State grants to help power Erie workforce
The Erie region's loss of manufacturing jobs over decades, especially at major employers like GE Transportation in Lawrence Park, tends to distort the region's current truth.
The losses are real. But so are the jobs, many of them paying family-sustaining wages, that remain here in advanced manufacturing, plastics, the building trades and more.
Employers for years have been calling attention to vacancies they say they cannot fill in part because of a dearth of skilled workers. It is one of the reasons business stalwarts, like the Manufacturer and Business Association, lined up to support an application to create a bricks-and-mortar community college in Erie. They say their worker shortage might only grow as skilled, veteran employees age out of the workforce.
The state Department of Education has not ruled on Erie County's community college application. But recent days have brought news that stakeholders, again, rallying around common problems and speaking in one voice, have landed critical state grant funding for workforce development programs. The total, approaching $1 million, could help bridge the gap between the many poor and underemployed here and the opportunities available in local factories and businesses, including digital economy jobs hoped for in the Erie Innovation District.
On Feb. 6, Gov. Tom Wolf's administration awarded more than $460,000 in PAsmart grants to boost apprenticeship programs in advanced manufacturing, plastics and the building and construction industries. As reporter Jim Martin detailed, one piece of that — $45,950 — will support, for example, an initiative headed by the Greater Erie Community Action Committee. Working with Executool and Penn State Behrend, GECAC will create a plastics curriculum and offer on-the-job training at Executool to high school juniors and seniors and recently graduated students.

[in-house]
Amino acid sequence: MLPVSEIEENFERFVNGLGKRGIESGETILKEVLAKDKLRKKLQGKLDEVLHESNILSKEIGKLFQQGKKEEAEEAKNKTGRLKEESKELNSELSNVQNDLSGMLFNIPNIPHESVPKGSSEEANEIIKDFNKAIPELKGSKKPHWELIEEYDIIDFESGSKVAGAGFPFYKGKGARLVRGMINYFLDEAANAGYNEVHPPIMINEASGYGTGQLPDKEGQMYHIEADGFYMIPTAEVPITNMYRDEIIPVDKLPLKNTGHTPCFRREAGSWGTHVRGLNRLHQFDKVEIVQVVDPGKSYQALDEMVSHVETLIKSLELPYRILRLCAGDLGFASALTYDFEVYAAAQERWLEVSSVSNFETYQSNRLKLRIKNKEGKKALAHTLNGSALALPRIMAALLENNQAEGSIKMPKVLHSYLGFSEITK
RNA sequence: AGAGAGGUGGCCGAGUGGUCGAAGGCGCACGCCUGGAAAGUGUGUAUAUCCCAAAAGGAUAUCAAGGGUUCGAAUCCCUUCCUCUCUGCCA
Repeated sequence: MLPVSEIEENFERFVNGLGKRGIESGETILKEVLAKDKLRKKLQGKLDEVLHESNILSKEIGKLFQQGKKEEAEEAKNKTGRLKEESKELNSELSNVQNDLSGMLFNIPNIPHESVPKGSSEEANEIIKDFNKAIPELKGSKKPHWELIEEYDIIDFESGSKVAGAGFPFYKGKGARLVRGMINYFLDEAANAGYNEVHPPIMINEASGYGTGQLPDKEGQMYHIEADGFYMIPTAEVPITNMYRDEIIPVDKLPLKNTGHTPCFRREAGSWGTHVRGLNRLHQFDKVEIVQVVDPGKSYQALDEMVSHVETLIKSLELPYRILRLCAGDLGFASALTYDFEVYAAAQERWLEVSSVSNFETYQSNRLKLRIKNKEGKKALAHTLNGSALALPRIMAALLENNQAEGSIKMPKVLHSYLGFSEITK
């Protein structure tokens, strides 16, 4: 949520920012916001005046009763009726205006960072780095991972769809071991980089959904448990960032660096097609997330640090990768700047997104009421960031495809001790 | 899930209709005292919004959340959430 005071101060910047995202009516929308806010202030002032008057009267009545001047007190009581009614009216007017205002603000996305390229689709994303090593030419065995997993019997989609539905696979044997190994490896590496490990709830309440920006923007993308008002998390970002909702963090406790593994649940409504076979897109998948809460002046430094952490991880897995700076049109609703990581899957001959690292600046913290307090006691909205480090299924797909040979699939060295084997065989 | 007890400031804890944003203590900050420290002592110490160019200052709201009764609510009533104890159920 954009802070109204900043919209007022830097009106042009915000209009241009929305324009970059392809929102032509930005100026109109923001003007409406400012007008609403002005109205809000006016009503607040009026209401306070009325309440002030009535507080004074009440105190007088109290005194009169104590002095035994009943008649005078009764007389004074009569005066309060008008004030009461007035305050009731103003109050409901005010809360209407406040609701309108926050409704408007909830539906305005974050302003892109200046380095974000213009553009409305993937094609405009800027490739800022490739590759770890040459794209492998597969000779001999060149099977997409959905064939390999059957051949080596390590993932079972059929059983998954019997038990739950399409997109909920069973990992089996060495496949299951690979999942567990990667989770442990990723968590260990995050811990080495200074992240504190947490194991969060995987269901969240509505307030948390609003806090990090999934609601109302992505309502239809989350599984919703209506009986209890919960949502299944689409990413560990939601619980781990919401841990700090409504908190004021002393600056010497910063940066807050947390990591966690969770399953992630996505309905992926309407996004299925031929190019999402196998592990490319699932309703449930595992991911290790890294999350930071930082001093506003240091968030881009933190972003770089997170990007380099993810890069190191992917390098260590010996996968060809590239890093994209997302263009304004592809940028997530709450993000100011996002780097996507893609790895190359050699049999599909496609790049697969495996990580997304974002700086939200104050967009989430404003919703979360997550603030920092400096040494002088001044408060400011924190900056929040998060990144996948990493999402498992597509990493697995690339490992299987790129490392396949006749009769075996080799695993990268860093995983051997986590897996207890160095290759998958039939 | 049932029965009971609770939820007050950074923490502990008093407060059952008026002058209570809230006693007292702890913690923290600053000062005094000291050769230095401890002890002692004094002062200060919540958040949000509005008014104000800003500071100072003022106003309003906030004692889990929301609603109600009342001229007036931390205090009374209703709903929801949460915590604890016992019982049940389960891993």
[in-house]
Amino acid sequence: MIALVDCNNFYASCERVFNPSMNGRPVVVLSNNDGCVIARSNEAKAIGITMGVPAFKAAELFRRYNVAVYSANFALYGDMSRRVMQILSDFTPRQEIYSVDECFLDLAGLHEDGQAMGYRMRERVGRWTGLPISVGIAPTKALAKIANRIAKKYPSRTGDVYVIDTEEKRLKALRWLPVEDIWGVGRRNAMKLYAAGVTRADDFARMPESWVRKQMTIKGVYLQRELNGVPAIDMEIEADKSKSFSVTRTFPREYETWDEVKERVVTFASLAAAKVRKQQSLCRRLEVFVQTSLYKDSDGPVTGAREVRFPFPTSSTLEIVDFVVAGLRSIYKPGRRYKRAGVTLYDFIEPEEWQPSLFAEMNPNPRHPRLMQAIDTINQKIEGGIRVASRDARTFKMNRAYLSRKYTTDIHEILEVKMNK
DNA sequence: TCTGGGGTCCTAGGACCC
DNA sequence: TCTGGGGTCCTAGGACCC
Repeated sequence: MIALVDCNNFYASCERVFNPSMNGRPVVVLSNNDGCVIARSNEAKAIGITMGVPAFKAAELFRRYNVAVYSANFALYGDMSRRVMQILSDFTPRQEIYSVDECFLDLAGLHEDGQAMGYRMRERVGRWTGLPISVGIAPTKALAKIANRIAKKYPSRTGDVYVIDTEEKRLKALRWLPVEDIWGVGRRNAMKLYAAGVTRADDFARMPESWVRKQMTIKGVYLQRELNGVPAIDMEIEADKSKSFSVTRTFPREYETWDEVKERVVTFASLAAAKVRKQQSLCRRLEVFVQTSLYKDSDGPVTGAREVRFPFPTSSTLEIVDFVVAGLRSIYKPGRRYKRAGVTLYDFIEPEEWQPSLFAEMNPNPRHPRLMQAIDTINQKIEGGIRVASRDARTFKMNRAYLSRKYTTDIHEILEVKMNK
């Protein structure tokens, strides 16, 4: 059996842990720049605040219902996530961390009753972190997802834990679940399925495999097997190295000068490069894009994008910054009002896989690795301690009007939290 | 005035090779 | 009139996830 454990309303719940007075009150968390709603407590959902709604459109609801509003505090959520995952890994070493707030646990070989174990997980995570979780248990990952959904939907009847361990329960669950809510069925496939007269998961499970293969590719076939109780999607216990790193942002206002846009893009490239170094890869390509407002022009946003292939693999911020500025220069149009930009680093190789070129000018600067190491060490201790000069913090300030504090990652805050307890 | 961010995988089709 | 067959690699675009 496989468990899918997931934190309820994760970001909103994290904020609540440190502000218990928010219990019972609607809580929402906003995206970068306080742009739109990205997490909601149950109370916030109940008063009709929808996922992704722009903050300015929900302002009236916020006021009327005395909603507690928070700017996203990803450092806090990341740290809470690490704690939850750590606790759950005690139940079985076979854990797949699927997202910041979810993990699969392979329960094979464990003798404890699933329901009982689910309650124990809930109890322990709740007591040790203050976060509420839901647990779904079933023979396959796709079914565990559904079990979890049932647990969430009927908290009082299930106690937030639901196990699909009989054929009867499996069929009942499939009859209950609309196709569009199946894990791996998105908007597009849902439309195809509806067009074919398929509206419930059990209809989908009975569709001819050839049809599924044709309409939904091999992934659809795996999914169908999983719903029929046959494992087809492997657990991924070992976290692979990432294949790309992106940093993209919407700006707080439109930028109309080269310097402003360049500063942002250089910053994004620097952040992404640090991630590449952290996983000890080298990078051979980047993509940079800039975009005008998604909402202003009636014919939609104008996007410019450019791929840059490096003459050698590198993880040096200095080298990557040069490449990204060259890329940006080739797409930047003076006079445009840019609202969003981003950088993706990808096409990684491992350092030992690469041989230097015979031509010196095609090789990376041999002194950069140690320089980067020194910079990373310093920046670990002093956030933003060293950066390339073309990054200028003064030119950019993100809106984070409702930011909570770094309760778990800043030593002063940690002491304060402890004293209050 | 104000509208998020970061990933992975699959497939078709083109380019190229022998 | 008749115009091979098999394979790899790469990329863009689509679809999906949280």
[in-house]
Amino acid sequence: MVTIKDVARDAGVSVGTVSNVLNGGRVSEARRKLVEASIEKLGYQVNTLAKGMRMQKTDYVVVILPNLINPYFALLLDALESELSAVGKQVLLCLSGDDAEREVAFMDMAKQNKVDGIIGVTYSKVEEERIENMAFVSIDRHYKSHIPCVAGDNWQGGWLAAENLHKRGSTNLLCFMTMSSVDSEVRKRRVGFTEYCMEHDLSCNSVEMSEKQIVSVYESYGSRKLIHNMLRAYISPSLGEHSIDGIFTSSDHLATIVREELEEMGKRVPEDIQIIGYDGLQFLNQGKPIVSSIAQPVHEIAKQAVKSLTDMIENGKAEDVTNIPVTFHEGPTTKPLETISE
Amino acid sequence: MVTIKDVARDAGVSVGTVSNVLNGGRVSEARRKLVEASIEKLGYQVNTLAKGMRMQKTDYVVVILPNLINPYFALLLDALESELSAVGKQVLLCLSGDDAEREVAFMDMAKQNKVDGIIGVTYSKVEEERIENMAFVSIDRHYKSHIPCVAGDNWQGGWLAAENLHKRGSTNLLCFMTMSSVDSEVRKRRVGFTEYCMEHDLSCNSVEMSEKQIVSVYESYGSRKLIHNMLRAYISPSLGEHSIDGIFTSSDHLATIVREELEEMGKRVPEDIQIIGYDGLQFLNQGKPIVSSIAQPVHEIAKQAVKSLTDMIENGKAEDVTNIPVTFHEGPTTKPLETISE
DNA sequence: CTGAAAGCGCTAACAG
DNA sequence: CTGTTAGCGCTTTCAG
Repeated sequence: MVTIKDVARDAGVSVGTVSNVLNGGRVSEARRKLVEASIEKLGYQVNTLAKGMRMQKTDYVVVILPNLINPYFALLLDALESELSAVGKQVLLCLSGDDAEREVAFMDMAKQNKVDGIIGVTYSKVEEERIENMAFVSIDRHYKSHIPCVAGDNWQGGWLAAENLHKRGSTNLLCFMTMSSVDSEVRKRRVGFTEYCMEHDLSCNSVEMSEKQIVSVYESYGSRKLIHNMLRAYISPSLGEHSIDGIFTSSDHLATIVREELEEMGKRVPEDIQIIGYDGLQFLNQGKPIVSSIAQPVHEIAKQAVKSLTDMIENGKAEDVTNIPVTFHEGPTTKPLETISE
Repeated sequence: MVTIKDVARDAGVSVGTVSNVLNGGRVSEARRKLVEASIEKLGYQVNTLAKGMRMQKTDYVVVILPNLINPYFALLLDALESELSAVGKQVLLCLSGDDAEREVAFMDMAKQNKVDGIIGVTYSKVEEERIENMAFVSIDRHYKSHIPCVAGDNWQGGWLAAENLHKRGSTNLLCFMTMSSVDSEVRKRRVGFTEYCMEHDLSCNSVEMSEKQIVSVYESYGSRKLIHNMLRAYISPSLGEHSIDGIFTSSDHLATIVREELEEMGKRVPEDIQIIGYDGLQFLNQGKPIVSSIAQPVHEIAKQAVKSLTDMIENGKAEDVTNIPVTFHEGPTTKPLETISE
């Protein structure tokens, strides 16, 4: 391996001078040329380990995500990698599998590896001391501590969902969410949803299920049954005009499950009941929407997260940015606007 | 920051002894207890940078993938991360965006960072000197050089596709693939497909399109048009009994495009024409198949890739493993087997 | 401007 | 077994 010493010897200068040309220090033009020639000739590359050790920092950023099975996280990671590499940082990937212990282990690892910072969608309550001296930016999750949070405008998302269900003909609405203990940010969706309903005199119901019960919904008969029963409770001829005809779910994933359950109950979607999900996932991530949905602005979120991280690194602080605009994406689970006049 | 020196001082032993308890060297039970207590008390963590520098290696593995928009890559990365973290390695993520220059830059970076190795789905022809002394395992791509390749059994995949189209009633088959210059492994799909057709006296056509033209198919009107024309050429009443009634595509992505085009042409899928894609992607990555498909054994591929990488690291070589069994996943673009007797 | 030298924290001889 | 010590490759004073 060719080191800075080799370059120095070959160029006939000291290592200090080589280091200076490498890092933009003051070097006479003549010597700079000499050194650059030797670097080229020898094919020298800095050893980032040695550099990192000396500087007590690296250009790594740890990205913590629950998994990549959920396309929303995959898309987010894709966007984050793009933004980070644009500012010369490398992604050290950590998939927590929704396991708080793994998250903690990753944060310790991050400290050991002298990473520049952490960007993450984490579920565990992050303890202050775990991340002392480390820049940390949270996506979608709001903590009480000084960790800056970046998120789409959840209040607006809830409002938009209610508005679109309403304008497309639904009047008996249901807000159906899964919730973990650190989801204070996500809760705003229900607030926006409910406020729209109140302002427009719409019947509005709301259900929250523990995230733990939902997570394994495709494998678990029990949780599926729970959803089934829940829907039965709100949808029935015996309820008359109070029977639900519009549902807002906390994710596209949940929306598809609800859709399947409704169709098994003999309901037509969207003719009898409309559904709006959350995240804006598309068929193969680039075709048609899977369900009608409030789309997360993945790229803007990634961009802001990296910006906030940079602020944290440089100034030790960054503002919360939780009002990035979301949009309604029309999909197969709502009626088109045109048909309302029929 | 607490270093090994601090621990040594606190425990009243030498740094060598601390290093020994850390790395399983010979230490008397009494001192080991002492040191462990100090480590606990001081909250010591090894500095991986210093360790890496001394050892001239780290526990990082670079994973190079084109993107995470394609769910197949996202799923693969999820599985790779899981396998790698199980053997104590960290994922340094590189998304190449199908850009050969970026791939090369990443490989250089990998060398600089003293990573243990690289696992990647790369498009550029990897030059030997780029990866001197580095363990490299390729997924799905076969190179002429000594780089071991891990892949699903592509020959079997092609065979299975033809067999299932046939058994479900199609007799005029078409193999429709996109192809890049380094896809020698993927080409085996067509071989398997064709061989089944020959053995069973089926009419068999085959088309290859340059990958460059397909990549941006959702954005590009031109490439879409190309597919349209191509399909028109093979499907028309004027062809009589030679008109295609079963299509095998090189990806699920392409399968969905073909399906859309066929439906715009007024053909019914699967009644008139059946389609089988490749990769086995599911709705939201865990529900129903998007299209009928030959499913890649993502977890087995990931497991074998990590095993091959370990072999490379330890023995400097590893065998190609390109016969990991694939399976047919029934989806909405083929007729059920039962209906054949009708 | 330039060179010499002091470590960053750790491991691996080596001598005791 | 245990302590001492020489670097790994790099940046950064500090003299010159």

On Monday, news came of a separate $500,000 PAsmart grant, this one to develop a computer science curriculum at the Erie School District. The chairman of the Mercyhurst University Computer Science Department wrote the grant application and the school will help the district craft the K-12 learning program, secure hardware and train teachers, all with an eye to preparing students for careers in the digital economy.
Students will have the chance, in turn, to take part in cool summer programming — coding camps at Mercyhurst's new MCPc Cyber Education Center. What's more, the Mercyhurst-led Erie Innovation District will seek to create internships and new jobs in companies affiliated with the Innovation District. According to the state, computing jobs are expected to grow in Erie at a rate of 9.1 percent between 2014-2024.
This funding should boost stability for local employers and open life-changing doors of opportunity to Erie's young and underemployed people. Without collaboration across sectors and silos, it would not have happened. It is more evidence of the new spirit moving the region forward.